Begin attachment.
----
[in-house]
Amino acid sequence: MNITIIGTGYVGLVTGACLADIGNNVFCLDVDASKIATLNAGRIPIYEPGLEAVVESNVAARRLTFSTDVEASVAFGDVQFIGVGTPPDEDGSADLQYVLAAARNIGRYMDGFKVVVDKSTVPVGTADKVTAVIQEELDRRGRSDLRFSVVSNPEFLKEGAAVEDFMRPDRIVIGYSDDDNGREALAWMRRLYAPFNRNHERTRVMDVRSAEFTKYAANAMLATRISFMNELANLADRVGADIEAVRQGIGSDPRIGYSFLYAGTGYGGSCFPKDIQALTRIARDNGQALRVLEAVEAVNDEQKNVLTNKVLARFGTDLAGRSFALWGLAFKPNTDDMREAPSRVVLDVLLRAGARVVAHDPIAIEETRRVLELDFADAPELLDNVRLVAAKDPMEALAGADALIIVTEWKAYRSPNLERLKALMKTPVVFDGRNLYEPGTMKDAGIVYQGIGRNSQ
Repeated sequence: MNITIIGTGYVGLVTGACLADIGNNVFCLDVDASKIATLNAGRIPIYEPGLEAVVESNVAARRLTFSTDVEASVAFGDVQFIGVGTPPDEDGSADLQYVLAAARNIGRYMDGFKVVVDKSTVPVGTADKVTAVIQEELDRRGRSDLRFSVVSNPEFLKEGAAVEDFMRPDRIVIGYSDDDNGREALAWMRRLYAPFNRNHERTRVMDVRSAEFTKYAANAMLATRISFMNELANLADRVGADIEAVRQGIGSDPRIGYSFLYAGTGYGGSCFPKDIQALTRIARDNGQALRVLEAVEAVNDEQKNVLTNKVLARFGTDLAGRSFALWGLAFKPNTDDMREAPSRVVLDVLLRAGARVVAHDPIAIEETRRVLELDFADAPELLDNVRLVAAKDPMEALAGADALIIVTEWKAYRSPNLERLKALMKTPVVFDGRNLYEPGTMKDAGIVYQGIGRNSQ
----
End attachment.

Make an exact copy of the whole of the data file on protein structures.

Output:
[in-house]
Amino acid sequence: MNITIIGTGYVGLVTGACLADIGNNVFCLDVDASKIATLNAGRIPIYEPGLEAVVESNVAARRLTFSTDVEASVAFGDVQFIGVGTPPDEDGSADLQYVLAAARNIGRYMDGFKVVVDKSTVPVGTADKVTAVIQEELDRRGRSDLRFSVVSNPEFLKEGAAVEDFMRPDRIVIGYSDDDNGREALAWMRRLYAPFNRNHERTRVMDVRSAEFTKYAANAMLATRISFMNELANLADRVGADIEAVRQGIGSDPRIGYSFLYAGTGYGGSCFPKDIQALTRIARDNGQALRVLEAVEAVNDEQKNVLTNKVLARFGTDLAGRSFALWGLAFKPNTDDMREAPSRVVLDVLLRAGARVVAHDPIAIEETRRVLELDFADAPELLDNVRLVAAKDPMEALAGADALIIVTEWKAYRSPNLERLKALMKTPVVFDGRNLYEPGTMKDAGIVYQGIGRNSQ
Repeated sequence: MNITIIGTGYVGLVTGACLADIGNNVFCLDVDASKIATLNAGRIPIYEPGLEAVVESNVAARRLTFSTDVEASVAFGDVQFIGVGTPPDEDGSADLQYVLAAARNIGRYMDGFKVVVDKSTVPVGTADKVTAVIQEELDRRGRSDLRFSVVSNPEFLKEGAAVEDFMRPDRIVIGYSDDDNGREALAWMRRLYAPFNRNHERTRVMDVRSAEFTKYAANAMLATRISFMNELANLADRVGADIEAVRQGIGSDPRIGYSFLYAGTGYGGSCFPKDIQALTRIARDNGQALRVLEAVEAVNDEQKNVLTNKVLARFGTDLAGRSFALWGLAFKPNTDDMREAPSRVVLDVLLRAGARVVAHDPIAIEETRRVLELDFADAPELLDNVRLVAAKDPMEALAGADALIIVTEWKAYRSPNLERLKALMKTPVVFDGRNLYEPGTMKDAGIVYQGIGRNSQ